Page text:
5. “If you choose to eat carbs, you’re choosing to be fat again!”

As I stated before, lots of people still eat carbs after surgery. Lots of SURGEONS AND NUTRITIONISTS don’t put their patients on low-carb diets, and they still lose their weight. I did the low carb thing to lose extra weight before surgery, but I did not get this surgery so I could be stuck eating meat and dairy for the rest of my life. I’m going to eat a healthy, BALANCED diet. My body, my rules. Get over it.

There are more I’m forgetting, but I just had to get those ones out there while they were currently pissing me off. So if you find you’re not getting enough support at your groups, there are some great online support groups on Facebook, and lots of blogs like my own that are much more honest. I don’t know if it’s because everyone is meeting face to face or what, but the in-person groups are just full of people trying to act like they’re tough. Why? We are all going through the same thing? We can’t support each other if we’re not up front with our struggles.

And just to make sure I’m clear on this, I most definitely do not regret my decision to do this surgery. It was the best choice I’ve made for myself, and I wish I’d made it sooner! I just want people to know that if shit gets tough, it’s normal to have set backs, and you’re not alone!

I’ve Been Sleeved!! (My Vertical Sleeve Gastrectomy)

It’s been a while, but I’m getting reconnected with everyone and getting back to writing about this journey!

Speaking of which, I’VE BEEN SLEEVED! My recovery has been waaaaay more intense than I was expecting. My support group and physicians gave me a LOT of false confidence going into this, and I wish I’d joined the online support groups sooner. The physicians are selling you this surgery, and while they will do their best to make sure they do it as safely as possible, they’re there to make money. And my support group? It consists of about 30-80 people that sugar-coated the hell out of this journey. At least out loud. After pulling some people aside, they were much more open about their hardships with the recovery than they were in front of the group. I think everyone tries to be encouraging and put on a brave face, but I need some reality, people!

So let take a step back and give you the run down on my hospital experience. On 10/14/14, I got the sleeve I’d been wanting for the last year and a half. The pre-op diet up had been rough, since I’m just not into protein shakes, but my day-of-surgery weight was 277.0 lbs, for a pre-op loss of 33.4 lbs! I was pretty proud and confident that my liver had shrunk up enough to make a safer surgery, which indeed went well!

After waiting anxiously for two hours in the pre-op bay, they finally wheeled me into the OR, where I was a bit, uh…taken aback by the set-up. With my previous surgeries, I went into ORs that had these little trays of tools that were covered by sheets, so you didn’t have to see them. This time I see a table (at least 10 feet long) FULL of crazy instruments. It looked like a torture chamber that you would find in a Saw movie. *Shudder* But, that sight was gone very quickly, since my anesthesiologist worked like a ninja. I was on the OR table for all of 15 seconds and my guy puts the mask on me and says “Goodnight!”.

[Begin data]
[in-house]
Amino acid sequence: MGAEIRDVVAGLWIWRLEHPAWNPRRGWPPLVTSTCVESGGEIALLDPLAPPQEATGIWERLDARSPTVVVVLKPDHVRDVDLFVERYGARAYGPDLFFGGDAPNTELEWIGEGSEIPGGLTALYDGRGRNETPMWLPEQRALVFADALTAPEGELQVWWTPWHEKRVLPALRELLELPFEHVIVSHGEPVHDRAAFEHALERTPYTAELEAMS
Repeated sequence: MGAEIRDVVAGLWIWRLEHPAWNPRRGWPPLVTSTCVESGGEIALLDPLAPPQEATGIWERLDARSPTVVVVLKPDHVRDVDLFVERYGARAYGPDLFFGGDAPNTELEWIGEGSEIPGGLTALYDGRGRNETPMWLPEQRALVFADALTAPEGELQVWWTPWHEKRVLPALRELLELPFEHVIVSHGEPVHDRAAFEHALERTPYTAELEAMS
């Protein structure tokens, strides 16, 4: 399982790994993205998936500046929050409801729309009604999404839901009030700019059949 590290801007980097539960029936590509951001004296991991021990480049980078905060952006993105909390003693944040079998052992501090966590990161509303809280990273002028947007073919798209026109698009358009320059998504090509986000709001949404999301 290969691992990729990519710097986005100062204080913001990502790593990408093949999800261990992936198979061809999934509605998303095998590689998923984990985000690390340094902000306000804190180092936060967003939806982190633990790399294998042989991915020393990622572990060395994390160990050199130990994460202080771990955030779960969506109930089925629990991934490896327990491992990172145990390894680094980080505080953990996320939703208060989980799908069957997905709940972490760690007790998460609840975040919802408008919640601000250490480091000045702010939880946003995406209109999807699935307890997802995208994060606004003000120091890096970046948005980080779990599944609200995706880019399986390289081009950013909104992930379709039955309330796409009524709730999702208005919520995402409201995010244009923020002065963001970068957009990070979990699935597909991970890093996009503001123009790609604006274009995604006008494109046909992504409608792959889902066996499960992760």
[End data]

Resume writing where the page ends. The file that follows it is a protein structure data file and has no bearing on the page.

Waking up from surgery was a bit of a blur. There was a lot of pain, a lot of nausea (which I get from all surgeries) and it took a few hours to be able to stay awake for more than a minute at a time. Thankfully I had wonderful nurses that kept up on my pain meds and Zofran (anti-nausea med). After sleeping off some of the anesthesia, my nurse had me up and walking the halls to prevent blood clots. Not fun, but better than getting DVT.

Once throwing up was no longer a major threat, I was given three little medicine cups with mini ice cubes, and I was told to take all three in an hour. Thaaaat didn’t happen. I think I had two the entire day. The next day was a good bit better, and by the afternoon I was able to get 2-3 ounces of water down each hour, and sent home. Bring a pillow to put over your stomach for the ride home! It will help keep things from bouncing around on the bumps in the road.

Now, a lot of people I know said that they felt totally better by day 3 or 4, but I felt like hell for almost a full week after the surgery. Sleeping was painful, since I couldn’t sleep on either side or my stomach. My back muscles ached from walking around all slouched over. It sucked, but it was a bit better each day.

This past Saturday (at almost three weeks post-op) I wound up passing out twice due to lack of calories. I’m apparently very intolerant of dairy, now, so all of my whey protein powder that I’d been trying to force down was just not doable. Now that I’m on my mushy phase, I’ve been able to get in enough calories and protein, so I’m gradually regaining my strength.

The best news, though, is that I’ve lost a total 53 lbs in the last two months, and I’m actually starting to feel normal again!

So for anyone out there that is thinking of going down this path for weight-loss and their health, know that it’s so worth it. It’s not easy, and in a lot of ways much harder than traditional dieting, but it is a great tool to get to a healthy place and I’d recommend it to anyone that’s considering it. My only regret is that I didn’t do this years ago!

**If anyone out there looking to get the sleeve or weight-loss surgery in general, and has a question they don’t want to post publicly, feel free to email me.**